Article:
Nothing just may be one of the most violent young adult books you'll ever read, what with the rape, murder, and chopping off of body parts. It's right up there with Lord of the Flies and A Clockwork Orange in the Violent Banned Books canon. What makes the violence particularly harrowing here is the emotional desolation behind it. It could be argued that Sofie's rape and subsequent calm chopping off of Jon-Johan's finger is way more chilling than the wild brawl at the sawmill. Why? Because we as readers can somehow justify violence if it's driven by—wait for it—meaning.
Questions About Violence
- If you truly believe that life has no meaning, do you become more or less capable of violent acts? Why do you think that?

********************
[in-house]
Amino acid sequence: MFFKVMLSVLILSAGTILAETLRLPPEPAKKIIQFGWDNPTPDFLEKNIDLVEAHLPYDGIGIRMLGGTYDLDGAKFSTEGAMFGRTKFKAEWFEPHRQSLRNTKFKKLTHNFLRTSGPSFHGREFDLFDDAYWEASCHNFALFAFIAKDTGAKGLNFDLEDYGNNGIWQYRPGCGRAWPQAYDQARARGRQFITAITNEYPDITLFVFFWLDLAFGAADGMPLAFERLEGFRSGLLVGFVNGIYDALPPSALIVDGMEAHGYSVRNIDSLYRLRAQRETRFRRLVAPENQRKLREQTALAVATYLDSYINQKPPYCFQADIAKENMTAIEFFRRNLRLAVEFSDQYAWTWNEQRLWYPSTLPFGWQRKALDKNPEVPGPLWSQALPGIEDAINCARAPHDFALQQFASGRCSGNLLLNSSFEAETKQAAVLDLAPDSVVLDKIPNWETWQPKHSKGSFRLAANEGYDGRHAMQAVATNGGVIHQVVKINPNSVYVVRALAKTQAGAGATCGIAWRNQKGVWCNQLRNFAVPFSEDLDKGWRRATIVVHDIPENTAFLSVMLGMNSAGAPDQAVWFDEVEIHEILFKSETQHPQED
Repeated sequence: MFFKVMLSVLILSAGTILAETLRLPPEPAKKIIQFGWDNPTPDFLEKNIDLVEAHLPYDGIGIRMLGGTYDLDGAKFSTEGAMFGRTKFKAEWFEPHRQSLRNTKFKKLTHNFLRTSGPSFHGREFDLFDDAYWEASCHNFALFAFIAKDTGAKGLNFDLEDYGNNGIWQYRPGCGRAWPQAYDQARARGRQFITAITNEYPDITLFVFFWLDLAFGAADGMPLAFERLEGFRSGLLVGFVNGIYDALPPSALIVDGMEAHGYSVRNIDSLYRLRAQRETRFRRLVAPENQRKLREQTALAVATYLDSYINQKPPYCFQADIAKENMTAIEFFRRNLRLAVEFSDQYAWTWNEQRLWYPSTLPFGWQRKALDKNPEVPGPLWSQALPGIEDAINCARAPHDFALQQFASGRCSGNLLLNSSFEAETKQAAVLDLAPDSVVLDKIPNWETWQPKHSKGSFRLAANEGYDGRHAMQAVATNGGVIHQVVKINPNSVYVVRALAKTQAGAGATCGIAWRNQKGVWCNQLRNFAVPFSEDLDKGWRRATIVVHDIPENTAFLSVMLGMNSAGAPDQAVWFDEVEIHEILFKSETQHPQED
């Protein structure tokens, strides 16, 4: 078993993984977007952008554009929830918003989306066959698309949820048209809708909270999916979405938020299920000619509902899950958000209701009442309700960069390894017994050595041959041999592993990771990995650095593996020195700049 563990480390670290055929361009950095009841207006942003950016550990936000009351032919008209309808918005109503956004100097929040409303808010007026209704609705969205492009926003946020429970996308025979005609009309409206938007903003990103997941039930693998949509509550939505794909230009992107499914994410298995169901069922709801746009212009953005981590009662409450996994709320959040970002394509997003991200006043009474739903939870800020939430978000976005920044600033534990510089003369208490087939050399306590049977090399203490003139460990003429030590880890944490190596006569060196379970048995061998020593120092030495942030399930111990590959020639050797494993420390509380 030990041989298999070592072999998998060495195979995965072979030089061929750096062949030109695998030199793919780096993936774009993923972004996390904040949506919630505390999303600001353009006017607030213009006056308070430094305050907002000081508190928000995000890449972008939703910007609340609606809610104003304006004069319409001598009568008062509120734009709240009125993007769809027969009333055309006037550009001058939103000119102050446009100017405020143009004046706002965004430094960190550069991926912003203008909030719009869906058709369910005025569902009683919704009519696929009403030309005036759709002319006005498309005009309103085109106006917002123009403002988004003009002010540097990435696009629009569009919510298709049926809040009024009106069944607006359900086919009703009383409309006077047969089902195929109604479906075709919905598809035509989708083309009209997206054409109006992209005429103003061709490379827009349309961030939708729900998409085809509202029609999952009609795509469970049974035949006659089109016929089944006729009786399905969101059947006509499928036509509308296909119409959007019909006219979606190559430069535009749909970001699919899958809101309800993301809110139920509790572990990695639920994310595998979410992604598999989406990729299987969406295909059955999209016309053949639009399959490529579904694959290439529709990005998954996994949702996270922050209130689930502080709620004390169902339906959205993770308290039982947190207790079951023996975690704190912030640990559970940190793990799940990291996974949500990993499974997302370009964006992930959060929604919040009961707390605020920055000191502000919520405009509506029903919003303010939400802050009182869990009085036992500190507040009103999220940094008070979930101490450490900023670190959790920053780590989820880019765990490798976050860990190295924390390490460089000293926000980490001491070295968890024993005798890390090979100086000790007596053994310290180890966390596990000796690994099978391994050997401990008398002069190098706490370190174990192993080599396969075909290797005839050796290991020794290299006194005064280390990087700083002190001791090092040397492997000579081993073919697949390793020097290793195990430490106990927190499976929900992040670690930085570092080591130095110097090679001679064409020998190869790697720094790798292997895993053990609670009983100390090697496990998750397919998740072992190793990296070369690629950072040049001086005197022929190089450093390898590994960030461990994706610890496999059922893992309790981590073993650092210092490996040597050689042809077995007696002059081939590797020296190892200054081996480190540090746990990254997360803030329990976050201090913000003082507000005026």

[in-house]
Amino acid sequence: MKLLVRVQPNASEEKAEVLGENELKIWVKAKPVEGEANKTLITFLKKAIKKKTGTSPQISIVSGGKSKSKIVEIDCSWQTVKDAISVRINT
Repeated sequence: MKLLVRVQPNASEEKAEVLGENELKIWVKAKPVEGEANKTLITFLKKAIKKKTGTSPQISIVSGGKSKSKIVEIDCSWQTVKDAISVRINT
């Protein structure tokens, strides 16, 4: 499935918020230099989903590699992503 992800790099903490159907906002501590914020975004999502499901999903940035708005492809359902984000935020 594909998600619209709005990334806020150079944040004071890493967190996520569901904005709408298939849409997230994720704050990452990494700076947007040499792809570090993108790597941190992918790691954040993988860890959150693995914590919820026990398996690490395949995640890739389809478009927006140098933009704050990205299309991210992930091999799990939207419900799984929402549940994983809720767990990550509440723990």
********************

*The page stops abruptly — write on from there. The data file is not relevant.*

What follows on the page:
- Would the kids have been capable of the violence they committed if they hadn't been encouraged by the group? Why or why not?
- What do you think is the most violent act in the book, and why?
Chew on This
A social psychologist named Stanley Milgram found that people were more likely to commit violent acts against an unseen opponent when encouraged by an authority figure. In Nothing, the group acts as the authority figure—authority by majority.
After being raped, Sofie carries out arguably the most violent act of all when she cuts off Jon-Johan's finger. Violence begets violence begets violence be—oh you get the picture.